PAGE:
72nd Emmy Awards: HBO's Watchmen, Amazon's The Marvelous Mrs. Maisel, Netflix's Ozark lead nominations
Watchmen leads the nominations for the prime-time Emmy Awards with 26 nods
The Television Academy on Tuesday has announced the nominees for the 72nd Emmy Awards.
The virtual show was kickstarted by the Television Academy CEO Frank Scherma, who later invited American comedian Leslie Jones to take the role of the host.
Jones was joined by Laverne Cox, Josh Gad, and Tatiana Maslany who revealed the list of the nominees of the Emmys' top categories including best drama, best comedy, and more.
Watchmen, cloaked in superhero mythology and grounded in real-world racism, received a leading 26 nominations Tuesday for the prime-time Emmy Awards.
The HBO series, which captured America’s deep unease as it faces racial and political discord amid a pandemic, was nominated as best limited series and received bids for cast members including Regina King and Jeremy Irons.
King was part of a vanguard of actors of color indicating that TV academy voters took heed of the social climate.
“Zendaya!” exclaimed Emmy announcement host Leslie Jones, her gleeful reaction to the Euphoria star’s nomination as best actress in a drama. “This is a great day,” Jones said.
She was part of a socially distanced, virtual release of nominees that was online, not on television as is usual. But nothing is usual during a coronavirus era that has brought Hollywood production to a virtual standstill and is making the Emmys and other awards grasp for alternatives.
The strong showing by Netflix’s Ozark helped the streaming service achieve a record-setting 160 nominations that bested onetime perennial leader HBO, which earned 107 nods. Netflix, although the Emmy veteran among streamers, has yet to win a best comedy or drama series trophy.
Streaming newcomer Apple TV+ earned attention in its first season with Jennifer Aniston’s best drama actress bid for The Morning Show. Another streaming newbie, Disney+, saw its Star Wars franchise spinoff, “The Mandalorian,” claim a best drama nomination among its hefty 15 total nods.
“This year, we are also bearing witness to one of the greatest fights for social justice in history. And it is our duty to use this medium for change,” Scherma said at the outset of the presentation.
The acting categories included a record number of Black nominees, 35, among the 102 contenders for lead, supporting, and guest performances in drama, comedy, and limited series or TV movie. At slightly more than 34 percent of nominees, that bettered the 2018 record of just under 28 percent of Black actors in those categories.
In sharp contrast, few other people of color were recognised. Among them: Sandra Oh, repeating as a best actress nominee for Killing Eve, and Dev Patel, who received a comedy guest actor nod for Modern Love.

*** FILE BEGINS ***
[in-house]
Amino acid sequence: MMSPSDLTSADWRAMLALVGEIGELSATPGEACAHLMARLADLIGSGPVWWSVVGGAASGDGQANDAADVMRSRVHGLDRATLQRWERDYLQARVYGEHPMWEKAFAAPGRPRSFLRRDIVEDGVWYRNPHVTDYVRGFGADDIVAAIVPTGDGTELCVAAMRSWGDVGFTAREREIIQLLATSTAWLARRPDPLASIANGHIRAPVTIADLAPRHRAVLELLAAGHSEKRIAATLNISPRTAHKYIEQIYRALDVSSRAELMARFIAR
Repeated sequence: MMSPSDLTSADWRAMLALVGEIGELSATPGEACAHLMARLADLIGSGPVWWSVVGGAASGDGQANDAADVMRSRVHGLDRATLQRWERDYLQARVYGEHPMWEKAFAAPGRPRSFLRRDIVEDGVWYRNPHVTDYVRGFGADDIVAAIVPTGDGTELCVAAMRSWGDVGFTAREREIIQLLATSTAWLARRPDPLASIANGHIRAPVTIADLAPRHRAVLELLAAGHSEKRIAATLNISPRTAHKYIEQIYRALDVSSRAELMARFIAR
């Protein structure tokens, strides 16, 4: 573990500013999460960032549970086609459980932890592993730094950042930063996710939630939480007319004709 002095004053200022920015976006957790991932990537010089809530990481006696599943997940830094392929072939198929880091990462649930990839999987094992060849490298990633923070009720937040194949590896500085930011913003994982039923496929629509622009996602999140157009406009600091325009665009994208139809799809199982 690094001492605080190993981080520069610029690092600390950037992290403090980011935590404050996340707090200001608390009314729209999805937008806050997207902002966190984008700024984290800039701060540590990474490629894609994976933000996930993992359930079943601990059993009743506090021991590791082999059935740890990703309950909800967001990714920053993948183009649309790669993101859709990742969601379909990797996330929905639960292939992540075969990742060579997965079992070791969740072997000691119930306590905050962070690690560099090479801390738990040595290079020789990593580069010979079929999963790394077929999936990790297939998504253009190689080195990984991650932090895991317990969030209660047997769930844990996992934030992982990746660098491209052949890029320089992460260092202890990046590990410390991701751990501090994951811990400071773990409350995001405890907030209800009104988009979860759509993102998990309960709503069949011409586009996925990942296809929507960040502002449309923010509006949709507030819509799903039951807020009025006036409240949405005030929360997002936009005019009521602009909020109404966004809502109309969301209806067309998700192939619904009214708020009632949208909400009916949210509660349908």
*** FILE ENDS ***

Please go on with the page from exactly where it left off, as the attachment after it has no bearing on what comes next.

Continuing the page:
Kerry Washington’s four nominations covered a wide range, including lead actress for Little Fires Everywhere and for her production company’s work on the limited series and other programmes.
Washington said she was most emotional about the posthumous nomination for Little Fires Everywhere director Lynn Shelton, who died from a blood disorder in May.
“For the academy to acknowledge her in her passing, deservedly so, it’s really moving. We’re at a moment where we so desperately need the voices of storytellers from marginalised communities: women directors, people of colour,” Washington said.
Billy Porter, who last year became the first openly gay man to win the top drama series acting prize, was nominated again this year for Pose.
Diversity was especially notable in the comedy categories after being nearly absent last year.
Ramy, which finds nuanced humor in a young Muslim American’s crisis of identity and faith, earned a best actor bid for its star and co-creator, Ramy Youssef. Issa Rae returned to the best comedy actress category for her series Insecure, which earned a best comedy bid.
Schitt’s Creek, the quirky little show that went without Emmy recognition until last year, received 15 nominations for its final season, including for best comedy series and lead acting nods for Eugene Levy and Catherine O’Hara.
“You just don’t expect it. You cant expect it, so what a great surprise,” said O’Hara, who spoke from Canada, where she and her family are living lakeside. She credited TV for its role during the pandemic.
“I think all the streaming and broadcasting that we have watched in these last months has brought a lot of much needed laughter, a chance to cry — about something other than the reality — and a distraction,” she said. “Also, it’s given some optimism to people and some hope.”
The Good Place, which also came to an end, earned a best comedy bid and, for Ted Danson, a best comedy actor nomination. Danson was a two-time Emmy winner in the 1990s for “Cheers.”
The farewell was less fond for other shows that wrapped last season, with no major bids for Modern Family, Homeland, or Silicon Valley.